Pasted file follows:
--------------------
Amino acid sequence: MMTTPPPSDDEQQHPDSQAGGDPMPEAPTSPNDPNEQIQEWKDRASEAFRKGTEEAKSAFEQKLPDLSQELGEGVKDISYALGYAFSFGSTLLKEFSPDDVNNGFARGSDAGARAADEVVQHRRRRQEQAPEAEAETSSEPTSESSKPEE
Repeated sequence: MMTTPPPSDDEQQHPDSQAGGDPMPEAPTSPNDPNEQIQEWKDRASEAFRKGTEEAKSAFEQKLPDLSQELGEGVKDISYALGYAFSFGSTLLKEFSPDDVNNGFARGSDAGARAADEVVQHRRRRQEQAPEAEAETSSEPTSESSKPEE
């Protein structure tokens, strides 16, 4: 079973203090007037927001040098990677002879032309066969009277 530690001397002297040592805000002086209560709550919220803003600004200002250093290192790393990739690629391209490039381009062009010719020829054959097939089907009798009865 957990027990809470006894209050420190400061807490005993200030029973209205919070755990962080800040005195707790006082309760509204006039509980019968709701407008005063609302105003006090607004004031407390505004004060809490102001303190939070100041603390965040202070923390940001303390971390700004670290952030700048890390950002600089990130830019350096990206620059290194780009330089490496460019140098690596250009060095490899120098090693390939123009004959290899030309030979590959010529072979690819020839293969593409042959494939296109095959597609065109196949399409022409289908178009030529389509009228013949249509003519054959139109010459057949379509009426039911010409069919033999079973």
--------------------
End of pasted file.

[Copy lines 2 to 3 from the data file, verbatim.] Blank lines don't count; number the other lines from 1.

Repeated sequence: MMTTPPPSDDEQQHPDSQAGGDPMPEAPTSPNDPNEQIQEWKDRASEAFRKGTEEAKSAFEQKLPDLSQELGEGVKDISYALGYAFSFGSTLLKEFSPDDVNNGFARGSDAGARAADEVVQHRRRRQEQAPEAEAETSSEPTSESSKPEE
């Protein structure tokens, strides 16, 4: 079973203090007037927001040098990677002879032309066969009277 530690001397002297040592805000002086209560709550919220803003600004200002250093290192790393990739690629391209490039381009062009010719020829054959097939089907009798009865 957990027990809470006894209050420190400061807490005993200030029973209205919070755990962080800040005195707790006082309760509204006039509980019968709701407008005063609302105003006090607004004031407390505004004060809490102001303190939070100041603390965040202070923390940001303390971390700004670290952030700048890390950002600089990130830019350096990206620059290194780009330089490496460019140098690596250009060095490899120098090693390939123009004959290899030309030979590959010529072979690819020839293969593409042959494939296109095959597609065109196949399409022409289908178009030529389509009228013949249509003519054959139109010459057949379509009426039911010409069919033999079973």